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Douglas v. D.C.

United States District Court, D. Columbia.

August 28, 2014

JAYSHAWN DOUGLAS, Plaintiff,
v.
DISTRICT OF COLUMBIA, Defendant

For JAYSHAWN DOUGLAS, Plaintiff: Steve Nabors, LEAD ATTORNEY, MORAN AND ASSOCIATES, Washington, DC; Charles Anthony Moran, LAW OFFICES OF CHARLES A. MORAN, Washington, DC.

For DISTRICT OF COLUMBIA, Defendant: Laura George, LEAD ATTORNEY, OFFICE OF ATTORNEY GENERAL, Washington, DC.

Page 226

MEMORANDUM OPINION

PAUL L. FRIEDMAN, United States District Judge.

This matter is before the Court on the District of Columbia's motion to dismiss pursuant to Rule 12(b)(1) of the Federal Rules of Civil Procedure, or, in the alternative, Rule 12(b)(6). Plaintiff Jayshawn Douglas claims that the District's refusal to allow Mr. Douglas access to his educational placement violated the " stay-put" provision, 20 U.S.C. § 1415(j), of the Individuals with Disabilities Education Act (" IDEA" ), and 42 U.S.C. § 1983. The District moves to dismiss on the grounds that (1) this Court lacks subject matter jurisdiction because Mr. Douglas failed to exhaust his administrative remedies under the IDEA; and (2) the complaint fails to state a claim upon which relief may be granted. Because Mr. Douglas has already been granted relief as to his Section 1415(j) claim, only the Section 1983 claim remains. Upon careful consideration of the parties' arguments, the relevant legal authorities, and pertinent portions of the record in this case, the Court will grant the District's motion and dismiss this action with prejudice for lack of subject matter jurisdiction.[1]

I. BACKGROUND

The facts alleged in the complaint, which the Court treats as true for purposes of this motion, are as follows. Mr. Douglas is a student with disabilities who has been classified as " Other Health Impaired" under the IDEA. Compl. ¶ 8.[2] In May 2013, Mr. Douglas' individualized education program (" IEP" ) team established Dunbar Senior High School (" Dunbar" ), his " neighborhood school," as his educational placement

Page 227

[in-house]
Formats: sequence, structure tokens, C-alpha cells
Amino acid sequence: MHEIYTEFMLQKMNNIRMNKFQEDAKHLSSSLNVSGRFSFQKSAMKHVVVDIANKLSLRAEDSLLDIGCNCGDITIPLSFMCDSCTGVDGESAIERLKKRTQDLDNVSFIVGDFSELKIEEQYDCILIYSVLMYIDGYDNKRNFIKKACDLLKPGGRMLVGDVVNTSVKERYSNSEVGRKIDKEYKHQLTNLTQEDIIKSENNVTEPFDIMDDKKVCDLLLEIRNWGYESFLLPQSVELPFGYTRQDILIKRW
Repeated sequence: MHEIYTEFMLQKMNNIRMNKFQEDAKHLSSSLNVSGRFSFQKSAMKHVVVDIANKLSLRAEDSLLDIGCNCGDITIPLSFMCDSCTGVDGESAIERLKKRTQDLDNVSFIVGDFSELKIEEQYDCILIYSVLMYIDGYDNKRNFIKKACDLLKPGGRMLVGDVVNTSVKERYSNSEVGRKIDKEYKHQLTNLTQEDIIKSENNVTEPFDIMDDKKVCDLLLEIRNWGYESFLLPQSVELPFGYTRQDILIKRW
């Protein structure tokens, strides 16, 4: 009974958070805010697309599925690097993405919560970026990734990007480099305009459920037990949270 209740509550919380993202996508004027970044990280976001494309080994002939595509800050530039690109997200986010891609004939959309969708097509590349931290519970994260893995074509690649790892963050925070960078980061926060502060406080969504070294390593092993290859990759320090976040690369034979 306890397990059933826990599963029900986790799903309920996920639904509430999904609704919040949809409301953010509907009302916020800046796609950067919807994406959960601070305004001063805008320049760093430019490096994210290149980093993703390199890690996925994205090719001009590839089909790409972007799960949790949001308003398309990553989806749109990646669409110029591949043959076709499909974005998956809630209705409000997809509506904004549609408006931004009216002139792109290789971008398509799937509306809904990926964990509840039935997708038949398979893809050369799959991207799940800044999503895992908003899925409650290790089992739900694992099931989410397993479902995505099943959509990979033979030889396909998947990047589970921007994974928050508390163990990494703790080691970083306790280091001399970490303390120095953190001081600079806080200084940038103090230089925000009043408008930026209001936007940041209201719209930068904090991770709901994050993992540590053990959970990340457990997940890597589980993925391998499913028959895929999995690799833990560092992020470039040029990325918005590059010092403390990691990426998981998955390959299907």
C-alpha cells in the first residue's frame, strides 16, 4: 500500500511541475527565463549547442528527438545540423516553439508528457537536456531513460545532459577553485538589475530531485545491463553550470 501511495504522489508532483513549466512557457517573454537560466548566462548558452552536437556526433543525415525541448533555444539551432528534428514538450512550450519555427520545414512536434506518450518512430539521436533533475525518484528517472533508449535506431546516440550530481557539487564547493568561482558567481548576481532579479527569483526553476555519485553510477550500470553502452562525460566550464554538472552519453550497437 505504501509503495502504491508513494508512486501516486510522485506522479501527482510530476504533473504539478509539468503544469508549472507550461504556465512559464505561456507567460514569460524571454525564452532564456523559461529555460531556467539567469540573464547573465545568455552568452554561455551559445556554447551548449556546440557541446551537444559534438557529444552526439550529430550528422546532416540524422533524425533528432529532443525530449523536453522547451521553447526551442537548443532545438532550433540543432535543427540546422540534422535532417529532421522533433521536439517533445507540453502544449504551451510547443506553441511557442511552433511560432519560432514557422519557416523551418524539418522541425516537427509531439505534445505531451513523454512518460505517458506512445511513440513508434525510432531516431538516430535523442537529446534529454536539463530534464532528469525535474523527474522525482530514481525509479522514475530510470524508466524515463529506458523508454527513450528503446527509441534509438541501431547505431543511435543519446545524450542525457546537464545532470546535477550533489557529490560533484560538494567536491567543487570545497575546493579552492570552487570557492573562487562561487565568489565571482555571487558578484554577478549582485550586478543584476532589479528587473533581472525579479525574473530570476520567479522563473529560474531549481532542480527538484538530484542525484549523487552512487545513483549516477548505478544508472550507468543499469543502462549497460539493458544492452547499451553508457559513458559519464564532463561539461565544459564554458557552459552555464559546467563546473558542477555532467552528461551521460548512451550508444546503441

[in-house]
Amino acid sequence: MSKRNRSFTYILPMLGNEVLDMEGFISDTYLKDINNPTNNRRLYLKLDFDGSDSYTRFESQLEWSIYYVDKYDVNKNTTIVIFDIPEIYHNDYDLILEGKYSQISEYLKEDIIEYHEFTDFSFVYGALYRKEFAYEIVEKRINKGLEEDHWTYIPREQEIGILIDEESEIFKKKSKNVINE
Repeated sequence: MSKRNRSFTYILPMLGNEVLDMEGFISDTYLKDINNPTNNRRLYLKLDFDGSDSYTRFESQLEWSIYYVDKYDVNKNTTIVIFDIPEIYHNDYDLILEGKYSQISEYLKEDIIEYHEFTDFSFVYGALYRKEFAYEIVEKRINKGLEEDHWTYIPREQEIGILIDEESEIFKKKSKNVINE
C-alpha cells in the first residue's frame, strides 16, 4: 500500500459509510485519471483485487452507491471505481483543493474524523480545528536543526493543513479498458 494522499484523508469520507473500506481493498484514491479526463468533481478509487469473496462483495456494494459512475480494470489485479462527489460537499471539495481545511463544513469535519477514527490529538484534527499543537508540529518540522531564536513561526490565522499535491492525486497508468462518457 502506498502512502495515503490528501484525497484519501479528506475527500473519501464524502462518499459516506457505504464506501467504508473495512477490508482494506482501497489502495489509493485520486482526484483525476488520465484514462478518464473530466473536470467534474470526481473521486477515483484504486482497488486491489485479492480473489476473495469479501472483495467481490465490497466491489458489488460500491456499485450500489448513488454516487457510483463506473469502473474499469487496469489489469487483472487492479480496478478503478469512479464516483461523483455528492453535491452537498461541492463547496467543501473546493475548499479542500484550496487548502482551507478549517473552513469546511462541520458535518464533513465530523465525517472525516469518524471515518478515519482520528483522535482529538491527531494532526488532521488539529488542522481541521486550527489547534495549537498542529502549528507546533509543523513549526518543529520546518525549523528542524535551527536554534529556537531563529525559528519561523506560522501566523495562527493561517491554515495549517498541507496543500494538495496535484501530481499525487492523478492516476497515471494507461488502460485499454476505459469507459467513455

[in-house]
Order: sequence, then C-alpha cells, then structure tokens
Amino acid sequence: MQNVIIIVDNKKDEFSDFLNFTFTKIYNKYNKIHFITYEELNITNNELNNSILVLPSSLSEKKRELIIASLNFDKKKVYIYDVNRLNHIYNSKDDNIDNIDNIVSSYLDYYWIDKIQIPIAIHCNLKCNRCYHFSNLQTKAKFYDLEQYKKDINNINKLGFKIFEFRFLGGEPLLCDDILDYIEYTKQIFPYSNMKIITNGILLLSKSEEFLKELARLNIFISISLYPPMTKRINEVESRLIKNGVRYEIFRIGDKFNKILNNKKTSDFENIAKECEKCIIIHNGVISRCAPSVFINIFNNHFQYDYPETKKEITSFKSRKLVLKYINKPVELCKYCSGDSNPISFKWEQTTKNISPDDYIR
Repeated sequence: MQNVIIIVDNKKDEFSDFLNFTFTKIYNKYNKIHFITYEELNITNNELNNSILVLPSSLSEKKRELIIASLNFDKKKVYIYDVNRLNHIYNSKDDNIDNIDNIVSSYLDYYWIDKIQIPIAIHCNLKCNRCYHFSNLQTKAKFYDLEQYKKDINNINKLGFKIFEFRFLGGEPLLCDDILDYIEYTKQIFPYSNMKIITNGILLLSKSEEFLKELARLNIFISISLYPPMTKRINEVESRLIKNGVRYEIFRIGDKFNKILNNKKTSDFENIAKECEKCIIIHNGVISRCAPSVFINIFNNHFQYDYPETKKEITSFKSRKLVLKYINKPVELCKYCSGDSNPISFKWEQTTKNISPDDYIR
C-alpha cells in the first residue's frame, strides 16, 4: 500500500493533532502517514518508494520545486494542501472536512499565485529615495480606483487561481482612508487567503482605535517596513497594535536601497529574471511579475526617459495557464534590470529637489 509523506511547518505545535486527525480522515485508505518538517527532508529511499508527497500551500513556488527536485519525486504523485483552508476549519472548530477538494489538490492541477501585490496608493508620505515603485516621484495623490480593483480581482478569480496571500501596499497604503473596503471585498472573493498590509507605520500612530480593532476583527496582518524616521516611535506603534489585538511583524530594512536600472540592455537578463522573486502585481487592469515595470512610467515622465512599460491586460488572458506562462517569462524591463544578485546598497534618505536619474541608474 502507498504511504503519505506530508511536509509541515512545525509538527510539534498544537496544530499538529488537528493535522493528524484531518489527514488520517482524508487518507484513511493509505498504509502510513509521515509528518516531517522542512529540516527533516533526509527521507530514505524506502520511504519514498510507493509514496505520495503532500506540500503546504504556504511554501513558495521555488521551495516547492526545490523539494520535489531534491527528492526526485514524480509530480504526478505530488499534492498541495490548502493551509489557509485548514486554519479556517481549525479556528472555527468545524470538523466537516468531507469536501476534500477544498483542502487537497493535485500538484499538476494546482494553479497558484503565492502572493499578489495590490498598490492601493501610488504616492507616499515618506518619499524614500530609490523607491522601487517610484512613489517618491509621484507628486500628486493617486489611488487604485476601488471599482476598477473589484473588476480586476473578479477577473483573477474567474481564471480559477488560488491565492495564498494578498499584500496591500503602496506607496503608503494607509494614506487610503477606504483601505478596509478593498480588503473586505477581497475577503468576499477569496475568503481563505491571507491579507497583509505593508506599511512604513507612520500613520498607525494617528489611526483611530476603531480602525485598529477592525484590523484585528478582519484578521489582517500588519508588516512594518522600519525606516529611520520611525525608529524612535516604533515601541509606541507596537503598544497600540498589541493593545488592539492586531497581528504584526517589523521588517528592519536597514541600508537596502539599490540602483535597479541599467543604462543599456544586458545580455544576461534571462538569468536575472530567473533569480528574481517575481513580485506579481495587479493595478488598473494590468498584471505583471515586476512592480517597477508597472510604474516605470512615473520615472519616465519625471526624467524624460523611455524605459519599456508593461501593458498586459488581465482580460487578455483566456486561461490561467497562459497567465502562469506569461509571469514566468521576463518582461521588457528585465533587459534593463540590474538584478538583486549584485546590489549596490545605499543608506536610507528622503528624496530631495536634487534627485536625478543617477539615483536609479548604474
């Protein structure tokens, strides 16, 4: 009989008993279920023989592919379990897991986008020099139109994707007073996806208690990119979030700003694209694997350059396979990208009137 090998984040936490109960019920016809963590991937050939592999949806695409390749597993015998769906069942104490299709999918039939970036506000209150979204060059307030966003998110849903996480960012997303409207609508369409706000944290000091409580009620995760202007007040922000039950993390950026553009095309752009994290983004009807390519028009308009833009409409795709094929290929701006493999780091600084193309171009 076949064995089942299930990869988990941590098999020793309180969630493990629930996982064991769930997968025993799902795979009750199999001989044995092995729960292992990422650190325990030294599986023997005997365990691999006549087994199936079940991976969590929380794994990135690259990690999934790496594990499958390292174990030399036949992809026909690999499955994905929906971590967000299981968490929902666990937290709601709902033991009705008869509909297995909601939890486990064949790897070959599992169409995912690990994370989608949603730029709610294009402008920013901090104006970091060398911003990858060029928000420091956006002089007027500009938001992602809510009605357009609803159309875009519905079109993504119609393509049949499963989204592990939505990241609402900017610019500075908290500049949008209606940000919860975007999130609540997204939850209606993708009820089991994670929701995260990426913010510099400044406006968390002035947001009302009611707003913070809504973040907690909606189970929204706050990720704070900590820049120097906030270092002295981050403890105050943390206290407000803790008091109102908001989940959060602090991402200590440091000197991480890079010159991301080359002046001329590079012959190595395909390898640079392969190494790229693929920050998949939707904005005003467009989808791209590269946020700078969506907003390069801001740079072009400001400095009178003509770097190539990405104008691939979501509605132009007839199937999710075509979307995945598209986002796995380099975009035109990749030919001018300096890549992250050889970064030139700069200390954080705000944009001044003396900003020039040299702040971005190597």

and location of services. Compl. ¶ 12-13, 14. In accordance with the IEP, Mr. Douglas attended Dunbar during the 2012-2013 school year, but failed the ninth grade. Id. ¶ 11.

In July 2013, Dunbar announced a policy to " segregate[]" repeating ninth graders, like Mr. Douglas, from first-time ninth graders and place repeating students into " twilight academies." Compl. ¶ 16. On several occasions in Fall 2013, Mr. Douglas attempted to attend Dunbar " but was refused admission by Dunbar's administration" allegedly under the direction of Dunbar's principal, Mr. Jackson. Id. ¶ ¶ 18-19. Over the first few months of the 2013 school year, D.C. Superior Court Probation Officer Steve Dean attempted to intervene on Mr. Douglas' behalf, accompanying him to Dunbar; but the school continued to bar Mr. Douglas from attending class, despite reassurances from the D.C. Mayor's Liaison that Mr. Douglas " was entitled to attend Dunbar and should be admitted upon arrival." Id. ¶ ¶ 20-21 (citing Compl. Ex. 6).

On October 28, 2013, Mr. Douglas filed an administrative due process complaint with the District of Columbia's Office of the State Superintendent for Education's Student Hearing Office. Compl. ¶ ¶ 22-23 (citing Compl. Ex. 7). The administrative complaint invoked Mr. Douglas' " stay-put" rights under 34 C.F.R. § 300.518(a). Id. Although a hearing officer had been assigned to his administrative complaint, Mr. Douglas filed the instant complaint in this Court on November 7, 2013. Id. ¶ ¶ 24-25. The complaint has brought two claims. First, Mr. Douglas alleges that the District violated IDEA's " stay-put" provision, 20 U.S.C. § 1415(j); and second, he claims that the District denied his due process right to a free and appropriate public education, constituting a violation of 42 U.S.C. § 1983. Id. ¶ ¶ 42-52. Mr. Douglas sought a " stay-put" order and an award of $100,000 in compensatory damages. Id. at Prayer for Relief ¶ ¶ 1-2.

Mr. Douglas simultaneously filed a motion for a preliminary injunction and a motion for a temporary restraining order, both also seeking the " stay-put" order sought in Count One of the complaint. See PI Mot.; TRO Mot. After hearing oral argument on November 13, 2013, the Court granted Mr. Douglas' motion for a preliminary injunction, entering a " stay-put" order for the pendency of the administrative procedure, and denied as moot his motion for a temporary restraining order. See Mem. Op. at 1.[3] Shortly thereafter, the District filed this motion to dismiss pursuant to Rule 12(b)(1) of the Federal Rules of Civil Procedure or, in the alternative, Rule 12(b)(6). See Def.'s Mot. Dismiss at 2.

II. LEGAL STANDARD

Motion to Dismiss under Rule ...


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